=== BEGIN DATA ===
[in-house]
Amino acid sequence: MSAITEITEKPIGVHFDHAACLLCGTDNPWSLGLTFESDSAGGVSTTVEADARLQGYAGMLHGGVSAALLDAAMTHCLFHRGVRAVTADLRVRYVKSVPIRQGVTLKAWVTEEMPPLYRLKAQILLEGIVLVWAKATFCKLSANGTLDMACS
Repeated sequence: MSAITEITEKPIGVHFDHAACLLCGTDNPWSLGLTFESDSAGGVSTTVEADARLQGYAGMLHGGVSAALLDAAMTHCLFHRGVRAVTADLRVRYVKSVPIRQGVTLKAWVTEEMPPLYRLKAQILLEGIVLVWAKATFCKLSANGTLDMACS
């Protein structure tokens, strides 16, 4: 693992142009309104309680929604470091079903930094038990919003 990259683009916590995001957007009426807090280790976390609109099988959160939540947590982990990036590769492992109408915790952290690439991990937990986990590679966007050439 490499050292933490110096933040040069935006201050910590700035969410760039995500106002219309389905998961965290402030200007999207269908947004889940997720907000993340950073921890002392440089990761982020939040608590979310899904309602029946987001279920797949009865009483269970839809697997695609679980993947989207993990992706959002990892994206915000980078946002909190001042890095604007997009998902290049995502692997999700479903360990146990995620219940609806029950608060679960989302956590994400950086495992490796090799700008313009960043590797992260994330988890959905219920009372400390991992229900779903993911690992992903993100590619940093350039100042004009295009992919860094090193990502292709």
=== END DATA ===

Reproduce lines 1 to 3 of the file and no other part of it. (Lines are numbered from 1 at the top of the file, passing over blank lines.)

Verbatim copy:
[in-house]
Amino acid sequence: MSAITEITEKPIGVHFDHAACLLCGTDNPWSLGLTFESDSAGGVSTTVEADARLQGYAGMLHGGVSAALLDAAMTHCLFHRGVRAVTADLRVRYVKSVPIRQGVTLKAWVTEEMPPLYRLKAQILLEGIVLVWAKATFCKLSANGTLDMACS
Repeated sequence: MSAITEITEKPIGVHFDHAACLLCGTDNPWSLGLTFESDSAGGVSTTVEADARLQGYAGMLHGGVSAALLDAAMTHCLFHRGVRAVTADLRVRYVKSVPIRQGVTLKAWVTEEMPPLYRLKAQILLEGIVLVWAKATFCKLSANGTLDMACS